Support for Chronic Pain

Worst Part of Term Invisible Illness is, Invisible

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“My scars are fading and I feel lost without them.”

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You know when you have an invisible illness such as, chronic pain you would rather have all the physical scars shows as opposed to looking “healthy.”  I was young when I fell off my bike but following brain surgery that shaved head with staples drawing a curved line down my right side was so much easier to deal with and I was happier then than I was once my hair grew back, staples fell out and all other scars had “healed.”  The only people able to ever really see that large scar on my scalp are hairdressers and each time (rarely get a hair cut) a hairdresser washes my hair, I always hear the faintest gasp and then I, being me say: “It’s okay I had brain surgery years ago, bike accident.  I’m okay.”

This will be the third time I have used the above picture in a post.  I looked healthier and happier after brain surgery than I look or felt in the picture above: the Jessica on the right.  The Jessica on the right (our left) was at her rock bottom.  This picture was taken mere days after I truly made it clear I wanted to die if I could not find a cure to chronic pain.  I cannot express, and probably/sadly to most of my readers what I was feeling back then.  I hated myself, my illness, doctors, healthy people, friends, family, the sun, the moon, daytime nighttime, and finally had had it with drinking and “having fun” to numb the physical pain no professional could cure.  Weeks later I would be entering the Pain Rehab Center, weeks later my life started.  The Jessica on the left, our right is the real me.  Both of the Jessica’s above have chronic pain, it never went away I just put my entire life into accepting pain and managing it naturally which is still hard but at least I am happy.  There is a big difference between health and pain and a huge difference between happy and pain.  You may not see that now but you will.

What I am about to write may come across very cruel but I have to be honest about who I am, who I was and my true thoughts.  When I first entered the Pain Rehab Center, most of the people who had chronic pain looked just like me: sad but not sick.  In my group of fifteen people two were not ambulatory (could not walk) and as terrible as this sounds I was so jealous of their wheel chairs when I walked into that room.  Horrible right?  If you have an invisible illness you are not thinking how horrible my thoughts were back then.  I used to pray for Cancer or anything that would show the world: I am sick, I have a diagnosis, I have scars, Help me! One of my closest friends in my pain rehab group was one of the person’s who was unable to walk and had that wheel chair on day one I envied.  Clearly, now that I have come to a totally different place in my journey with chronic pain I feel very blessed to be able to walk, run, and I want to live as long as possible and live my dreams despite chronic pain.  I do miss those scars some days though. Not often, just on those difficult days or nights (which are nothing compared to the difficult life I had as the Jessica on the left.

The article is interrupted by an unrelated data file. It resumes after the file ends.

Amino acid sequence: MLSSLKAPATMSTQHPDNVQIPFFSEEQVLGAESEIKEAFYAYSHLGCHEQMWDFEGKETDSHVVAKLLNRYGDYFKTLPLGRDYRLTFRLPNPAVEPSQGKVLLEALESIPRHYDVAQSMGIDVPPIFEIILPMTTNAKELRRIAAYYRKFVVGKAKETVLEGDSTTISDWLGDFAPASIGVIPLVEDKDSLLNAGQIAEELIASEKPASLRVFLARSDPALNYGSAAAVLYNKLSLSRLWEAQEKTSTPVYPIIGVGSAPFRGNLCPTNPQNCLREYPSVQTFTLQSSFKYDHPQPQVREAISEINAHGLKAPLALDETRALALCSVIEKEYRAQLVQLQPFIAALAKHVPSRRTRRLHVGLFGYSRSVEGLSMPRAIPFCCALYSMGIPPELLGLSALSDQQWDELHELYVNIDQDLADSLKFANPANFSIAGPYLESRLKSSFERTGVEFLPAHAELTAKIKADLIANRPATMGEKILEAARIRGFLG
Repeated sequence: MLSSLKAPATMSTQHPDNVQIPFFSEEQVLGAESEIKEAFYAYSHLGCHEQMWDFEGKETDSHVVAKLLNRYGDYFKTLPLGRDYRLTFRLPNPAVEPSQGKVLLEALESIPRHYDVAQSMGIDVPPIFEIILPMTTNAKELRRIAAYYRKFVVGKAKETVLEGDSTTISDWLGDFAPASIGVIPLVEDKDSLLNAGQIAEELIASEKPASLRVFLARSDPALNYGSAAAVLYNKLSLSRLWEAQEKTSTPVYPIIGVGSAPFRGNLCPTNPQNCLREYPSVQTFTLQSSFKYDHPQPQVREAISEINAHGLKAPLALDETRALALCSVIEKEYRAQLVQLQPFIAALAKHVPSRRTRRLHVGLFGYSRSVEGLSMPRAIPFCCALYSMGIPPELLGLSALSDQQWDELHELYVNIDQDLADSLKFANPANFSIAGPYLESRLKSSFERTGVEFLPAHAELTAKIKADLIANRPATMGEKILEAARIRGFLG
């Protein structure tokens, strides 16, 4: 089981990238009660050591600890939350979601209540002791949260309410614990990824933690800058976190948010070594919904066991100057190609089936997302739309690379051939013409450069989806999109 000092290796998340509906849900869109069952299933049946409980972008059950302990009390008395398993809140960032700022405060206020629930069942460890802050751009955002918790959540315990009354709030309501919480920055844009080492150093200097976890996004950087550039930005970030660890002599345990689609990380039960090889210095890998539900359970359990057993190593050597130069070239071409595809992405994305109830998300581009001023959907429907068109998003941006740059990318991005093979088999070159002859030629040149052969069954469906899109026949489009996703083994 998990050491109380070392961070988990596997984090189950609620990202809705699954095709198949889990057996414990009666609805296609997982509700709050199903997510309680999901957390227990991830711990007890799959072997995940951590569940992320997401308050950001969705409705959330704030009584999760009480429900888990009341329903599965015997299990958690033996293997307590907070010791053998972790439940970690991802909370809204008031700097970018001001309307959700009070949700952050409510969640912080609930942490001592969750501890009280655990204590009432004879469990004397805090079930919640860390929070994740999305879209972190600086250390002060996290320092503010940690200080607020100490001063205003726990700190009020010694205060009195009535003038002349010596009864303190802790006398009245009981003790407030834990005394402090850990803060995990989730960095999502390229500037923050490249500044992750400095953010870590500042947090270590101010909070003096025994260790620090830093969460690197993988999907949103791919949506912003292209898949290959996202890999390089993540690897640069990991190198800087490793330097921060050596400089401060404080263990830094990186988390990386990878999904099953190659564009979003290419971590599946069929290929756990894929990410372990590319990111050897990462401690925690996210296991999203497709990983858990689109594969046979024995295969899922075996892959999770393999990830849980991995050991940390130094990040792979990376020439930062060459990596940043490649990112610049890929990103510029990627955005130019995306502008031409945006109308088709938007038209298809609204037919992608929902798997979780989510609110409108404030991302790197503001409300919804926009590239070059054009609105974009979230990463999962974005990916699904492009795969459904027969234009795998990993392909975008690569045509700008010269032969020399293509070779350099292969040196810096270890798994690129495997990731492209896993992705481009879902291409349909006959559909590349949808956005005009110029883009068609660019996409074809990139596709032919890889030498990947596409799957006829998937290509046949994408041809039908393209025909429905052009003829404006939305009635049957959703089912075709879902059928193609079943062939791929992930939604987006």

I really would like people who know or love someone with any invisible illness to read this post. There are so many scars that are not seen by the eye but only felt by the individual.  A woman or man for that matter who is physically abused often hide their scars/wounds because they are afraid of not only their abuser but the world itself.  No one would ever make up being physically abused as that must take more courage than I can imagine, just as no one would ever make up chronic pain.  If someone is brave enough to tell you their story of any invisible illness, be kind enough to believe them.

“You cannot see air, yet you breathe.  You cannot see your Higher Being , yet you pray.  Most chronic pain you cannot see, but trust me it is there.”

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